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FLAG AMENDMENT FOES PREDICT DEFEAT AS SUPPORTERS SEEK VOTES

Opponents openly began predicting the defeat of a constitutional amendment to protect the American flag as the measure headed for a possible vote this week and supporters considered delay tactics.

After six hours of arguing and two failed votes Tuesday, the House Judiciary Committee decided, 19-17, to send what could become the 27th Amendment to the Constitution to the House without any recommendation. Five Democrats joined 14 Republicans in supporting the amendment.The measure, which must be adopted by two-thirds of the House and Senate and three-quarters of the states to be incorporated in the Constitution, is a response to last week's 5-4 Supreme Court ruling holding that flag burning is constitutionally protected free speech.

House Speaker Thomas Foley, D-Wash., told reporters he wants to vote on the issue Thursday, but Republicans - edgy that they need the weekend to get more members on their side - started talking about stalling tactics.

Before sending the measure to the floor, the panel first split 18-18 on the proposal of Rep. Don Edwards, D-Calif., to recommend its rejection by the House, just as his constitutional rights subcommittee did last week. The panel then rejected a proposal to recommend its passage, 19-17.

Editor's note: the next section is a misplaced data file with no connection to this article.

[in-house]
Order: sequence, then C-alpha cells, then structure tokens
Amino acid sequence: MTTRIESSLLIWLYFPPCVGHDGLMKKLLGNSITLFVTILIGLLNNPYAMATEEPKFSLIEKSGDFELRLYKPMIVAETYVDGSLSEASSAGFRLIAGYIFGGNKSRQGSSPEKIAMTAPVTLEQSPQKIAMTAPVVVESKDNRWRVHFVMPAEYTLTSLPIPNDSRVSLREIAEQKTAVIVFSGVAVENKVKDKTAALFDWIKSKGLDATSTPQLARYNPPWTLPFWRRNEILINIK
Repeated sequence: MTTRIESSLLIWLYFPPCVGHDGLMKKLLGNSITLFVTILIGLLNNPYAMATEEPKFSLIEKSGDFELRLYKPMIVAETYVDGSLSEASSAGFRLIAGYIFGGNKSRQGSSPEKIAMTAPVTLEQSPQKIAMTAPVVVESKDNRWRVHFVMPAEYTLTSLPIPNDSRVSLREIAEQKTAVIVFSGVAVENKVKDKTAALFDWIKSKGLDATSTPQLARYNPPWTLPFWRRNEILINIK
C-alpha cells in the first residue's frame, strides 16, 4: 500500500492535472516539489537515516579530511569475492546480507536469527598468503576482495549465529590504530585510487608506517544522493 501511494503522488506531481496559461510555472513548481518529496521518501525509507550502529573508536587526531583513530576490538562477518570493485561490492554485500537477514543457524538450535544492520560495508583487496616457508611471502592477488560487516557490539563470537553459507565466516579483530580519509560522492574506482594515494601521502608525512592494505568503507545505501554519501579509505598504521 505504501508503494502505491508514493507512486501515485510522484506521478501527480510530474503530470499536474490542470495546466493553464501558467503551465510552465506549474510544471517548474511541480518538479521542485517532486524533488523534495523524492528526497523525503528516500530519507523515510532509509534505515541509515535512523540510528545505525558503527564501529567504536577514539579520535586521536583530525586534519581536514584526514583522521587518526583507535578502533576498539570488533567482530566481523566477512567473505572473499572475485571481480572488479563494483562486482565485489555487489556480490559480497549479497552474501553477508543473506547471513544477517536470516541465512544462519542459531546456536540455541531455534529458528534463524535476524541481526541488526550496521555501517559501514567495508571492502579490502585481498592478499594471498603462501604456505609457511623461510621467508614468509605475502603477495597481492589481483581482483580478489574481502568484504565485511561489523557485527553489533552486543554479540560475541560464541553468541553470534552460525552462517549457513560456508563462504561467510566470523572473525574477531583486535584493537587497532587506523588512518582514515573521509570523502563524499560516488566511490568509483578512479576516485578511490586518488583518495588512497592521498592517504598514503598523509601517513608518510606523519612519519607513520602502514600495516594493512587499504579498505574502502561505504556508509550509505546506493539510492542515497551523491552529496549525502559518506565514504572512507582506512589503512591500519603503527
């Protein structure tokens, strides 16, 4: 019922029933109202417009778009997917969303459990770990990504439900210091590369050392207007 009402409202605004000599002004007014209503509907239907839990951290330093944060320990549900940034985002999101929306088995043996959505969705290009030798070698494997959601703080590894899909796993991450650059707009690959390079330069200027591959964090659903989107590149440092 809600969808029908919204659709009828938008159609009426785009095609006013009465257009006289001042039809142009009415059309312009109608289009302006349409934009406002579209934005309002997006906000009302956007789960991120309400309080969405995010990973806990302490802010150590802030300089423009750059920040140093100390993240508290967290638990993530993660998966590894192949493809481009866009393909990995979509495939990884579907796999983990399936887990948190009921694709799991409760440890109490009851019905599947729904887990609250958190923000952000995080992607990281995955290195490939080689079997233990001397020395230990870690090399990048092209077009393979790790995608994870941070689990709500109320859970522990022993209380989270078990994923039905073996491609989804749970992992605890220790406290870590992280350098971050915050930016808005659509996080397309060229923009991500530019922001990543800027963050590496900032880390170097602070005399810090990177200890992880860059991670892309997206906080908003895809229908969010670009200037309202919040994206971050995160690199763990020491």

The amendment reads: "The Congress and the states shall have the power to prohibit the physical descration of the flag of the United States."

Foley predicted a "very close vote," and Edwards began talking confidently of victory, which would be accomplished with only a one-third vote against the proposal.

"We will prevail. We've got momentum," said Edwards.

Foley, an opponent of the amendment, said he was encouraged by the fact that "a number of prominent conservatives" have spoken out against the measure in the last few days. Foley said the amendment was an issue that should be important to conservatives - "modifying the basic organic law of this country. That's what I understand conservatism is about."

While the committee acted, Senate Democratic leader George Mitchell of Maine delivered a powerful attack on the proposed amendment, saying, "We have personal freedom in America because we reject any government dictated patriotism."

Senate Republican leader Robert Dole of Kansas later noted that the preamble to the Constitution begins "We, the people," and then cited polls showing just over two thirds of those surveyed backing an amendment to the Constitution.

"At least two thirds of the Congress should get behind the American people by supporting the amendment," said Dole.